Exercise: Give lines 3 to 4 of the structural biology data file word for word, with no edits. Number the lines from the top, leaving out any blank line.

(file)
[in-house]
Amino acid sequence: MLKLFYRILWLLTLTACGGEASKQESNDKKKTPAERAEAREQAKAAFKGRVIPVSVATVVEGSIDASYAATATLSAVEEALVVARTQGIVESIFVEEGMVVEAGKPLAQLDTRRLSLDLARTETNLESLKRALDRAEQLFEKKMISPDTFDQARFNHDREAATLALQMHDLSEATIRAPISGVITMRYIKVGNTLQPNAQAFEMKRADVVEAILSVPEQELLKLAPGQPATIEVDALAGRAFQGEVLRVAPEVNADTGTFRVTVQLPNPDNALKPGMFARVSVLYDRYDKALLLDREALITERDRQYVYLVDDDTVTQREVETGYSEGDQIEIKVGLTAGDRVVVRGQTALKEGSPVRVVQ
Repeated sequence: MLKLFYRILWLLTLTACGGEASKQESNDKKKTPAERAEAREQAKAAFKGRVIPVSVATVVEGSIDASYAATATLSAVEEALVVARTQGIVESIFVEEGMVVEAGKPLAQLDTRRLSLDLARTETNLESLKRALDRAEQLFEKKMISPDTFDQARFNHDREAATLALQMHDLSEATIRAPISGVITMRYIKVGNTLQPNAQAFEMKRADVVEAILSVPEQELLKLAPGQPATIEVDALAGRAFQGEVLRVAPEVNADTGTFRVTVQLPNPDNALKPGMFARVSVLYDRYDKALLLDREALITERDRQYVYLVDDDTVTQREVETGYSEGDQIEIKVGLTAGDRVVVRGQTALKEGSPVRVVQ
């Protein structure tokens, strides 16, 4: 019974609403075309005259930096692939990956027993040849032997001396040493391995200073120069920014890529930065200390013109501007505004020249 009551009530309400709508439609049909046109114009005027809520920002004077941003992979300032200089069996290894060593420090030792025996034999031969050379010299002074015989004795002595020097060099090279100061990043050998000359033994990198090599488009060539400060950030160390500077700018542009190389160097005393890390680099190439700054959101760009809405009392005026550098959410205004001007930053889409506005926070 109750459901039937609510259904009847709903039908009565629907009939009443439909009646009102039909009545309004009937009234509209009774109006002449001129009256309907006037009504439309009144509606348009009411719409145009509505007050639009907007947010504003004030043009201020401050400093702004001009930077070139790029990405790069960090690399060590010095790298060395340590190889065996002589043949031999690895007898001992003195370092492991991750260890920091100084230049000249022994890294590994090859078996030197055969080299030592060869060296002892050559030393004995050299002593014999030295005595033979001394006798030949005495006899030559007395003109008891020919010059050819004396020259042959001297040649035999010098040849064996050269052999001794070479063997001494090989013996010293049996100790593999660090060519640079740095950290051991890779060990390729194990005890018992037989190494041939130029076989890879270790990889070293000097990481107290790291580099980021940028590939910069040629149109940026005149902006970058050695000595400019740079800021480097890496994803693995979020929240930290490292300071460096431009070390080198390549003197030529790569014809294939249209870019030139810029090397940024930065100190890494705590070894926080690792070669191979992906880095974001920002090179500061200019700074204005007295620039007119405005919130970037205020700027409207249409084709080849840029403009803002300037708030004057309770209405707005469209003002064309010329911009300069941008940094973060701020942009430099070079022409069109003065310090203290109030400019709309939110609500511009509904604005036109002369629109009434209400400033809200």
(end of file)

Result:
Repeated sequence: MLKLFYRILWLLTLTACGGEASKQESNDKKKTPAERAEAREQAKAAFKGRVIPVSVATVVEGSIDASYAATATLSAVEEALVVARTQGIVESIFVEEGMVVEAGKPLAQLDTRRLSLDLARTETNLESLKRALDRAEQLFEKKMISPDTFDQARFNHDREAATLALQMHDLSEATIRAPISGVITMRYIKVGNTLQPNAQAFEMKRADVVEAILSVPEQELLKLAPGQPATIEVDALAGRAFQGEVLRVAPEVNADTGTFRVTVQLPNPDNALKPGMFARVSVLYDRYDKALLLDREALITERDRQYVYLVDDDTVTQREVETGYSEGDQIEIKVGLTAGDRVVVRGQTALKEGSPVRVVQ
């Protein structure tokens, strides 16, 4: 019974609403075309005259930096692939990956027993040849032997001396040493391995200073120069920014890529930065200390013109501007505004020249 009551009530309400709508439609049909046109114009005027809520920002004077941003992979300032200089069996290894060593420090030792025996034999031969050379010299002074015989004795002595020097060099090279100061990043050998000359033994990198090599488009060539400060950030160390500077700018542009190389160097005393890390680099190439700054959101760009809405009392005026550098959410205004001007930053889409506005926070 109750459901039937609510259904009847709903039908009565629907009939009443439909009646009102039909009545309004009937009234509209009774109006002449001129009256309907006037009504439309009144509606348009009411719409145009509505007050639009907007947010504003004030043009201020401050400093702004001009930077070139790029990405790069960090690399060590010095790298060395340590190889065996002589043949031999690895007898001992003195370092492991991750260890920091100084230049000249022994890294590994090859078996030197055969080299030592060869060296002892050559030393004995050299002593014999030295005595033979001394006798030949005495006899030559007395003109008891020919010059050819004396020259042959001297040649035999010098040849064996050269052999001794070479063997001494090989013996010293049996100790593999660090060519640079740095950290051991890779060990390729194990005890018992037989190494041939130029076989890879270790990889070293000097990481107290790291580099980021940028590939910069040629149109940026005149902006970058050695000595400019740079800021480097890496994803693995979020929240930290490292300071460096431009070390080198390549003197030529790569014809294939249209870019030139810029090397940024930065100190890494705590070894926080690792070669191979992906880095974001920002090179500061200019700074204005007295620039007119405005919130970037205020700027409207249409084709080849840029403009803002300037708030004057309770209405707005469209003002064309010329911009300069941008940094973060701020942009430099070079022409069109003065310090203290109030400019709309939110609500511009509904604005036109002369629109009434209400400033809200």